Research from Duke-Margolis Reiterates Test to Stay’s Effectiveness, but Clarifies Key Technical and Equity Pitfalls Schools Must Avoid
New York | January 19, 2022 — A new issue brief, Testing as an Alternative to Quarantining: Key Considerations and Best Practices for Implementing Test to Stay, from the Duke-Margolis Center for Health Policy, with support from The Rockefeller Foundation, shows that school Test to Stay programs, when implemented correctly, can reduce tens of thousands of unnecessary student quarantines while keeping children safe in schools.
Complementing guidance from the U.S. Centers for Disease Control and Prevention, this issue brief highlights case examples from Illinois, Massachusetts, and North Carolina’s Test to Stay programs, which allow students who are close contacts of positive cases for Covid-19 to stay in school and undergo repeated testing, instead of quarantining at home. The brief shares ways to design and implement Test to Stay programs that are effective in keeping classrooms open and reducing longstanding inequities, especially for working parents. These findings draw on interviews with state and school leaders, along with leaders at ABC Science Collaborative, African American Covid Taskforce (AACT+), and Latinx Advocacy Team & Interdisciplinary Network for Covid-19 (LATIN-19).
“Keeping kids at school and in-person safely is vital to their mental health and educational well-being and, importantly, minimizes disruption to families, especially for parents or caregivers who cannot work remotely” said Dr. Mark McClellan, Director of Duke-Margolis Center for Health Policy. “It is critical that policymakers implement strategies that overcome the potential technical and equity gaps in their Test to Stay programs, if they want to fully harness the benefits of Test to Stay.”
The issue brief details key takeaways from early data on Test to Stay programs. Test to Stay can safely increase in-person school days for students who have been in close contact with someone who has tested positive for Covid-19 by allowing the student to stay in school while being repeatedly tested as an alternative to quarantining at home. For example, the Illinois’ Test to Stay program allowed more students to stay in school as they did not have to quarantine. Researchers found that of the 6,600 students identified as close contacts, only two percent (139 students) tested positive for Covid-19 and had to quarantine. That’s 6,461 students that were able to safely stay learning in-person rather than missing school and thousands of families who didn’t need to scramble to make unexpected childcare arrangements.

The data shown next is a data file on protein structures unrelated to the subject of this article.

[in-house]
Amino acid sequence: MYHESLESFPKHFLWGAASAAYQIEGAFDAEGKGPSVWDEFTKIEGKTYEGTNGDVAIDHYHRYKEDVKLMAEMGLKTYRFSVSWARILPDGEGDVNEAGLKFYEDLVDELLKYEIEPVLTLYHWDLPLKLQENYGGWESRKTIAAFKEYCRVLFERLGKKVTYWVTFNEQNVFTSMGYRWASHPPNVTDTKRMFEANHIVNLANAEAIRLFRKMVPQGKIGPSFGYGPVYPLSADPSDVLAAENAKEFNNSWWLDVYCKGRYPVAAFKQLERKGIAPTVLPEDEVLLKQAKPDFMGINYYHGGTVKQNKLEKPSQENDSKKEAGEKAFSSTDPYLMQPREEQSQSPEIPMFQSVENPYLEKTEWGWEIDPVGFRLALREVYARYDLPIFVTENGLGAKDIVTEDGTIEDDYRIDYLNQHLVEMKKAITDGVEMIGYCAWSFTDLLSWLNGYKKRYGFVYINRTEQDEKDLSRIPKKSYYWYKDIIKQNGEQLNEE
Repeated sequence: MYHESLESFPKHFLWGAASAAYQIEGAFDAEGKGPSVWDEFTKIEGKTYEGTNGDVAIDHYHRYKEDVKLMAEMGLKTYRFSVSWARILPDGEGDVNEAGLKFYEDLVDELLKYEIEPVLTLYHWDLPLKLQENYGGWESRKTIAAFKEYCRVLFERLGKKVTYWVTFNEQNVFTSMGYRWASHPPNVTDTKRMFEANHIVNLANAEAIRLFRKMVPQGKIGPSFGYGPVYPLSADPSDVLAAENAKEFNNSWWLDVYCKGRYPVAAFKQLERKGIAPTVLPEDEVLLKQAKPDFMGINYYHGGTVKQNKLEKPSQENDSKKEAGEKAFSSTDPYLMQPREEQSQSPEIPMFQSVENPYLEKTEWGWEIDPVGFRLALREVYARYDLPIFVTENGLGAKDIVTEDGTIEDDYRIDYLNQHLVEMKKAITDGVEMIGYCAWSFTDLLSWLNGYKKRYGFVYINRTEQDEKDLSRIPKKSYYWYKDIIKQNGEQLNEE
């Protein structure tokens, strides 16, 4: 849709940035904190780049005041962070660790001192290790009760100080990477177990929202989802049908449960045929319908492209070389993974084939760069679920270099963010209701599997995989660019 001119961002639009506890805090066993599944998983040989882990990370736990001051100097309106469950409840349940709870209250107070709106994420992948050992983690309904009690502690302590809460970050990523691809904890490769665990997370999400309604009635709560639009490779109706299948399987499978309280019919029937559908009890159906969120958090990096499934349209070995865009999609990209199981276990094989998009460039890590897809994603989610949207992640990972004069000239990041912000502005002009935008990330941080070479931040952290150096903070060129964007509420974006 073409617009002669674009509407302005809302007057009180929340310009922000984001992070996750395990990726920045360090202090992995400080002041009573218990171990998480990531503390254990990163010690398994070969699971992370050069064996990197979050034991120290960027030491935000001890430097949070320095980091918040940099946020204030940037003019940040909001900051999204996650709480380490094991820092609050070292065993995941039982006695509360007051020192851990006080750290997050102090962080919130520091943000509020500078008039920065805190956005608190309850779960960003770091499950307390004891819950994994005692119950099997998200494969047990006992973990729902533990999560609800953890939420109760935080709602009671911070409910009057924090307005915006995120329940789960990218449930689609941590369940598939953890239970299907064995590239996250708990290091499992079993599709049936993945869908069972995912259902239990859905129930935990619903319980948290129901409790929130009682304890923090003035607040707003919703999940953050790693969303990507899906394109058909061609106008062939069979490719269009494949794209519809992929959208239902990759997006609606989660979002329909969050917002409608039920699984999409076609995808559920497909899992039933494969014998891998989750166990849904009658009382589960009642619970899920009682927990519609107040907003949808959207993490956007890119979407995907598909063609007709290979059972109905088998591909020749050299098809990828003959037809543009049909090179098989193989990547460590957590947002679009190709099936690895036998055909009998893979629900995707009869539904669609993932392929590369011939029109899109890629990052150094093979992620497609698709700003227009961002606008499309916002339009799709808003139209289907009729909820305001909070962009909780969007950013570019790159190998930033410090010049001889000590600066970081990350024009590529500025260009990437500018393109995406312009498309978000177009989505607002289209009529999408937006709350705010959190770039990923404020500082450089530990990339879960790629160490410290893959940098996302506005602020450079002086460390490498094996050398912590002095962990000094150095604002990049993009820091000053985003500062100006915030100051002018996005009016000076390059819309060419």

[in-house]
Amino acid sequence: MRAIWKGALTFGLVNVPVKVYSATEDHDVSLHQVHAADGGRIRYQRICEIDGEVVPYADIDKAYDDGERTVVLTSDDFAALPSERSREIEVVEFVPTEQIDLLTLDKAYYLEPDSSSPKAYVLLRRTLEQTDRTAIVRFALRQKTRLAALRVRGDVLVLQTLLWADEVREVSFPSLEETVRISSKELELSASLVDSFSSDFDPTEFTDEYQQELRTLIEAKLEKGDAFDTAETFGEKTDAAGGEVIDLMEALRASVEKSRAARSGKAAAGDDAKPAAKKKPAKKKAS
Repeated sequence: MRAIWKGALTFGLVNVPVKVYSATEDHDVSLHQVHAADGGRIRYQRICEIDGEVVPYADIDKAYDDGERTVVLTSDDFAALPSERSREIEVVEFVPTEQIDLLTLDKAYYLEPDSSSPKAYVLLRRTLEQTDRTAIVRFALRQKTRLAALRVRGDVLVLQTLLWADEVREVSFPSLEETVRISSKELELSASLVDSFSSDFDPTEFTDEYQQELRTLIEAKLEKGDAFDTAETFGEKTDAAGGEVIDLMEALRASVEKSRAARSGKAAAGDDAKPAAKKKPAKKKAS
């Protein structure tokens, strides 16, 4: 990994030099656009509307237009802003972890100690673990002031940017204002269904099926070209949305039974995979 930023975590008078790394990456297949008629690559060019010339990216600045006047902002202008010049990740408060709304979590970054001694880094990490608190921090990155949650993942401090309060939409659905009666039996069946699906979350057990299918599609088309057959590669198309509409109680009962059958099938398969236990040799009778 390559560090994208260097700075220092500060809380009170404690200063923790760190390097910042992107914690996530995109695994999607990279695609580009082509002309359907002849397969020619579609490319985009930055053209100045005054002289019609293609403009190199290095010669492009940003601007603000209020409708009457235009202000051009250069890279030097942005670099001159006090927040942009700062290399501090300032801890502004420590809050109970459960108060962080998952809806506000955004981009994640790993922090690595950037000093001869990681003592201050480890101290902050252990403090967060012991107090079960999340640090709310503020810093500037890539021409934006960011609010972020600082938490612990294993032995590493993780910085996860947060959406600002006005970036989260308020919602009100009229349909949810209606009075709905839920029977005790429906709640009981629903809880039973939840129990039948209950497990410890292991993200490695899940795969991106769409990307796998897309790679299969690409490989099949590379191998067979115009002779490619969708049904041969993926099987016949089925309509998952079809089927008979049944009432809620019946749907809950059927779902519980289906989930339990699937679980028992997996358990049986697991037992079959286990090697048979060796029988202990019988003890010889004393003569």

“The data is clear: Test to Stay programs mean that more kids are safe and in school, parents face fewer quarantine disruptions, and everyone – including teachers and staff – feels safer with in-person learning,” said Leah Perkinson, Manager of Pandemics at The Rockefeller Foundation. “But the potential for success hinges on the technical and equity considerations outlined in today’s brief, including test supply. If school officials don’t think through all the challenges in advance, they risk overburdening weary staff and alienating concerned parents, especially in school districts that are already underfunded.”